Protected Concerted Activity in Union and Non-Union Workplaces

It is an unfair labor practice under Section 8(e) for any labor organization and any employer to enter into what is commonly called a “hot cargo” or “hot goods” agreement. An agreement whereby the employer agrees to stop doing business with any other employer is void and unenforceable. A strike, picketing or any other union action or threat of action to force an employer to agree to a hot cargo provision, or to force it to act in accordance with such a clause, constitutes a violation of Section 8(b)(4)(A).

Exceptions are allowed in the construction and garment industries. A union may seek, by contract, to keep work being done by the employees in a bargaining unit or to secure work that is “fairly claimable” in that unit.

A construction industry union and employer may agree to restrict the contracting or subcontracting of work to be done at the construction site. Such an arrangement typically provides that, if work is subcontracted by the employer, it must go to an employer who has an agreement with the union.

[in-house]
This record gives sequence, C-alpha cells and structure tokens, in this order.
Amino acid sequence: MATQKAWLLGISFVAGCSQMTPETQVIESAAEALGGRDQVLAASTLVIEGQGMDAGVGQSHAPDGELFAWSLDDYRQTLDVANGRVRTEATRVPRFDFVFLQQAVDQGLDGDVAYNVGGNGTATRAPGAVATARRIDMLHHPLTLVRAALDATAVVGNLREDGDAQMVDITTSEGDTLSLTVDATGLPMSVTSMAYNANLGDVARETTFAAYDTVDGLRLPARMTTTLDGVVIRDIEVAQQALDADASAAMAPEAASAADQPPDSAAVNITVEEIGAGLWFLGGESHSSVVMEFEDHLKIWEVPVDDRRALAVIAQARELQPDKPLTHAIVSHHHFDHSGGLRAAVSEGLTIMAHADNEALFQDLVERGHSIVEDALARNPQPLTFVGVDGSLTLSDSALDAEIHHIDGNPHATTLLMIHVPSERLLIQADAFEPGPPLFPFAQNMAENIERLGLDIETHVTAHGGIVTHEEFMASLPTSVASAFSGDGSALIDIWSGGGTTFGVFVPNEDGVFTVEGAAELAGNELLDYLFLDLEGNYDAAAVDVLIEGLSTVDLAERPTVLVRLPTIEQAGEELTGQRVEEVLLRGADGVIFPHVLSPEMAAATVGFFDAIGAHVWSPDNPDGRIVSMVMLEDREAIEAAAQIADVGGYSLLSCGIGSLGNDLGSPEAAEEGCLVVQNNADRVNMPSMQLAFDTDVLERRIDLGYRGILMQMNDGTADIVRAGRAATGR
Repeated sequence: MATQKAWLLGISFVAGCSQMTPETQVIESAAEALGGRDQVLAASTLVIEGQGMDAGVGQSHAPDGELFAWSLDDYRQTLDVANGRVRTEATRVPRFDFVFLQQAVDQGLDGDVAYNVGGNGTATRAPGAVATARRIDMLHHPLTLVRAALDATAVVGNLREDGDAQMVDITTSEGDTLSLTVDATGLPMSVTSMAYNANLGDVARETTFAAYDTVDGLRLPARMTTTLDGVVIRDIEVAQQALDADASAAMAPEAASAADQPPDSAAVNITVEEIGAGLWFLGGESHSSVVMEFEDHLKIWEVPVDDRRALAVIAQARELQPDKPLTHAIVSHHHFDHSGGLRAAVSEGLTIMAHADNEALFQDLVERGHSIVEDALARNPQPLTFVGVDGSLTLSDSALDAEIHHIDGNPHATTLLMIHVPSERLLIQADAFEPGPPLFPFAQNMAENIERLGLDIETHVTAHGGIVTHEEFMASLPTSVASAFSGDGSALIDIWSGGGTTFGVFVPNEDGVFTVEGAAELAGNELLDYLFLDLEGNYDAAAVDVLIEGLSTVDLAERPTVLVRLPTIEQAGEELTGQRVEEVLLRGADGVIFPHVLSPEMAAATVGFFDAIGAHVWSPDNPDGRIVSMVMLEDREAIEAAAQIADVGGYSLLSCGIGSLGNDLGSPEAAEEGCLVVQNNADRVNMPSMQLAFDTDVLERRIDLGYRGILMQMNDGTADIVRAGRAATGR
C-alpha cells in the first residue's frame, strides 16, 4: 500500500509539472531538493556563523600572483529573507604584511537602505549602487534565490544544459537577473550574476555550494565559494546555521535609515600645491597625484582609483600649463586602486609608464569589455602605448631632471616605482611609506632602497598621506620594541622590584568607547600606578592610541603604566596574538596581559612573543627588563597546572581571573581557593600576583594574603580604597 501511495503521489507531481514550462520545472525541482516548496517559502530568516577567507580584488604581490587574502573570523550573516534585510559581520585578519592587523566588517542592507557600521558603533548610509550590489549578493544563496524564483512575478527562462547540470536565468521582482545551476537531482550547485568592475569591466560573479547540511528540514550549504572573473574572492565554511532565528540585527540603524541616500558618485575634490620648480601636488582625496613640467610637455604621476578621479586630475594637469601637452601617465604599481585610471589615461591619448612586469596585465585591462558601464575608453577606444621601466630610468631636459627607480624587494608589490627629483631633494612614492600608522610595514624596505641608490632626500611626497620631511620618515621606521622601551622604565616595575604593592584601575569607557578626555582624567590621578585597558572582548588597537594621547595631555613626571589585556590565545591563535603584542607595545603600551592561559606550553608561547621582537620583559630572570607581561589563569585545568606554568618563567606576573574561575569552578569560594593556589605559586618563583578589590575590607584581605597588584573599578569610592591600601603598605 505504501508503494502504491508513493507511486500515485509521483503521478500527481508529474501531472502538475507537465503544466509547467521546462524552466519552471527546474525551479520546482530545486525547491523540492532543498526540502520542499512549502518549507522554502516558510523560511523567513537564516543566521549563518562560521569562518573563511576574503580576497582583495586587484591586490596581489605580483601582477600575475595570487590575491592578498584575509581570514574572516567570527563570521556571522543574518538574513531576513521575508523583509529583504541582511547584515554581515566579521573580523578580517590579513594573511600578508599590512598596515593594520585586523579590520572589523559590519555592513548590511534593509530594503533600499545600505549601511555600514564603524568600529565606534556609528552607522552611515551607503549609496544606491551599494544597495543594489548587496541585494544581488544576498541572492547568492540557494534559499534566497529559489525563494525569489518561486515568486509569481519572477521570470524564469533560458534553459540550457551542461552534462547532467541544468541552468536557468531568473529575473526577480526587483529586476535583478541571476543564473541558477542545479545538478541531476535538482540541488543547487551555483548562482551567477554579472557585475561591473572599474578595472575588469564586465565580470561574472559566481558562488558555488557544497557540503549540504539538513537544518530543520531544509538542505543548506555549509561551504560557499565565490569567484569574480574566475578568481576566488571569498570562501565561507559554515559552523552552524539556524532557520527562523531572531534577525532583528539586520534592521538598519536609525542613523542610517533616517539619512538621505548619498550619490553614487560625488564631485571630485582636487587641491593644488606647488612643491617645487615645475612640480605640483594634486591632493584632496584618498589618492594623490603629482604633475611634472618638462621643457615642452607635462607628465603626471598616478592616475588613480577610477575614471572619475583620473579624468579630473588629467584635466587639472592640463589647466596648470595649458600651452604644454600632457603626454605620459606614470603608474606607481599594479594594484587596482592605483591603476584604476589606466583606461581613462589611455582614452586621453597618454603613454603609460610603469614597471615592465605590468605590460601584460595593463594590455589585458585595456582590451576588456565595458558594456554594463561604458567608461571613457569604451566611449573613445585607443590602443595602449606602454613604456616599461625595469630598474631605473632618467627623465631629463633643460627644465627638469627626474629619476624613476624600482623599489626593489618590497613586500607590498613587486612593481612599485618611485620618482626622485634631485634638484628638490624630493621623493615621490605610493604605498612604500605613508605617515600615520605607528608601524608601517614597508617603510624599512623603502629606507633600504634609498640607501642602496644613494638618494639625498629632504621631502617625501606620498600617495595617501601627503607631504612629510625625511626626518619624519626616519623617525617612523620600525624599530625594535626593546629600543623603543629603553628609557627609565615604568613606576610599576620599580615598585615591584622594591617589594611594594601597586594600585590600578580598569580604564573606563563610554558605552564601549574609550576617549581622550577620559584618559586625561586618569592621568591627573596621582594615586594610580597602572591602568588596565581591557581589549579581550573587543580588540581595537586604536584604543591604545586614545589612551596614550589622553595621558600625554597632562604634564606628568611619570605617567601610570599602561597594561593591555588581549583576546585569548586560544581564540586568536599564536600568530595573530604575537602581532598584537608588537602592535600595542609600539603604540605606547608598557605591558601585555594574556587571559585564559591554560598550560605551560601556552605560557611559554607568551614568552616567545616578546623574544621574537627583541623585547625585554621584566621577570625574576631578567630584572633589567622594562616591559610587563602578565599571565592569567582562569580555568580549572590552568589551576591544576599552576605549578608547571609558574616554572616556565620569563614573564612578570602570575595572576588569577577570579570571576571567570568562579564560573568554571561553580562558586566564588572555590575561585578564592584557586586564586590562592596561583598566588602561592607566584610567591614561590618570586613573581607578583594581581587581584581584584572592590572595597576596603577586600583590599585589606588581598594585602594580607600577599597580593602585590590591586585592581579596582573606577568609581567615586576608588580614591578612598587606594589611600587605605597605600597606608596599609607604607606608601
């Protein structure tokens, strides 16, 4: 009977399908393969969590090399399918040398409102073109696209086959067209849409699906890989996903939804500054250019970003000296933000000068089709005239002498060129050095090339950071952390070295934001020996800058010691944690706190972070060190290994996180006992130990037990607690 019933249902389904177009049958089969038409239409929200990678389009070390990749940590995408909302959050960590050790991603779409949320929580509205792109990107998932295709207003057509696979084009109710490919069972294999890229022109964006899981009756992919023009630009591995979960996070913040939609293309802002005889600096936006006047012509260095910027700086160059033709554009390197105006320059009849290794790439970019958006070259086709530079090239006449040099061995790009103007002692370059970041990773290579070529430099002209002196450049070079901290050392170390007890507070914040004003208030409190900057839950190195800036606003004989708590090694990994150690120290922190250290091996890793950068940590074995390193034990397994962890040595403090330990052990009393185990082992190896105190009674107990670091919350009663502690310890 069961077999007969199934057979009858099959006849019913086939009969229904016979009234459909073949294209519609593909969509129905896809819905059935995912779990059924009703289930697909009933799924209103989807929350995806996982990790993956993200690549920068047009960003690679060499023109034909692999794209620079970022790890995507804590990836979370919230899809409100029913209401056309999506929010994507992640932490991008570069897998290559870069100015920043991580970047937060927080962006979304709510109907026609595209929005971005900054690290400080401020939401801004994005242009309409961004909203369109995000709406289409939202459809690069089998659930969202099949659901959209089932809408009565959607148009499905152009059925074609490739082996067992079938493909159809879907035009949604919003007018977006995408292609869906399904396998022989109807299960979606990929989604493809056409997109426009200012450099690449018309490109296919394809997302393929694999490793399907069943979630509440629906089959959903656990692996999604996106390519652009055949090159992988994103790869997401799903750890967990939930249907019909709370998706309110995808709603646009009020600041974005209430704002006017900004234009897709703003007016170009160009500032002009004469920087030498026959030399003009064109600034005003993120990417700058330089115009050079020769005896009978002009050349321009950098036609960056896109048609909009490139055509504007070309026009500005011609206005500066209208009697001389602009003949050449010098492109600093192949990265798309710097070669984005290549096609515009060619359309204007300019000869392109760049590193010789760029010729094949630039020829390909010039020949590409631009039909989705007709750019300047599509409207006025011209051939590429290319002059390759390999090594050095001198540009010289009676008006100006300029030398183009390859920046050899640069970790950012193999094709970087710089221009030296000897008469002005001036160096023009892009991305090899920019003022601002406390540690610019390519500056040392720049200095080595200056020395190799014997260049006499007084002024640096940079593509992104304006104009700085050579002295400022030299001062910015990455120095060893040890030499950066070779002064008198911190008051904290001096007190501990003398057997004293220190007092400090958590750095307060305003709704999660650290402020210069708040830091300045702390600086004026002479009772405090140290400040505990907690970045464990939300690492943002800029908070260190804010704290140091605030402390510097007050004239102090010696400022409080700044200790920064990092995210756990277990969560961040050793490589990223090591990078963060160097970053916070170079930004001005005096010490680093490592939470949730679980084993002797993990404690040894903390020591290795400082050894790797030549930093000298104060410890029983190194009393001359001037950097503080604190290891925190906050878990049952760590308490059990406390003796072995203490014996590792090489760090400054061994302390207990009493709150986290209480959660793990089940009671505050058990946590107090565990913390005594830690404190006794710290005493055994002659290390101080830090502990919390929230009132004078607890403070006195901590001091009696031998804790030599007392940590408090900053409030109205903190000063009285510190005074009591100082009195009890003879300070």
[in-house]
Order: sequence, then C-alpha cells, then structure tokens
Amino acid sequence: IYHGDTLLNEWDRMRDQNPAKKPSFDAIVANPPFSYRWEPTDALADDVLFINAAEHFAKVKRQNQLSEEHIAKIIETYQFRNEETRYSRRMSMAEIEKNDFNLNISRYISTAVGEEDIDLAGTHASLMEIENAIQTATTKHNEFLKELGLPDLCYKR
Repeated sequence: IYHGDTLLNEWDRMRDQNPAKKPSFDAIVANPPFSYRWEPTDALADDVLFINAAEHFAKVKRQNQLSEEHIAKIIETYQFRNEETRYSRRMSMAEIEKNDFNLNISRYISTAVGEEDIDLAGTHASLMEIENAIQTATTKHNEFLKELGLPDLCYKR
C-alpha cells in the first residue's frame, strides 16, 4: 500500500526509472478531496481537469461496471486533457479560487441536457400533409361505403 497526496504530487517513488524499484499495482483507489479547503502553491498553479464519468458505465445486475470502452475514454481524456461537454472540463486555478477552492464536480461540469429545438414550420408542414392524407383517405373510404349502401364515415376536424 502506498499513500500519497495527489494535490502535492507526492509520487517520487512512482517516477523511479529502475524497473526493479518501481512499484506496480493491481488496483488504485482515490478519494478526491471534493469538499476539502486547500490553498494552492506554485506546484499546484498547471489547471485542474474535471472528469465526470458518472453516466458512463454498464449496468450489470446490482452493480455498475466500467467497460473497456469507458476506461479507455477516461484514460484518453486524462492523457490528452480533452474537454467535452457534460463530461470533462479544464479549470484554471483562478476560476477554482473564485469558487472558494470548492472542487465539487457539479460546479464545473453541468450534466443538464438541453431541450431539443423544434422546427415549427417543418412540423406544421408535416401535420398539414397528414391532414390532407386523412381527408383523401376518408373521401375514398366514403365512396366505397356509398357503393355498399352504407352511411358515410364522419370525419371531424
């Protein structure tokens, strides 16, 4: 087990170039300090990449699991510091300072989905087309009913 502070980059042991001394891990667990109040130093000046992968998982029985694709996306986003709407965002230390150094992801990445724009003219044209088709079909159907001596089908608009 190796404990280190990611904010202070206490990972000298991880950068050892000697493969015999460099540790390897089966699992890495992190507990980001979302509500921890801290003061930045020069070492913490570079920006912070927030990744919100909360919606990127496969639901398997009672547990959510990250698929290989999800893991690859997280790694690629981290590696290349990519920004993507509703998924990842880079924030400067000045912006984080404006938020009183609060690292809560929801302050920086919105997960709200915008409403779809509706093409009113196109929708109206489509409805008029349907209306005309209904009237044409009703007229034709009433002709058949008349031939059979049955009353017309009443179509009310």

An employer and a union in the garment industry can agree that work to be done on the goods or on the premises of a jobber or manufacturer or work that is part of “an integrated process of production in the apparel and clothing industry” can be subcontracted only to an employer who has an agreement with the union. This exception, unlike that concerning the construction industry, allows a labor organization in the garment industry not only to seek to obtain, but also to enforce, such a restriction on subcontracting by striking, picketing or other lawful actions.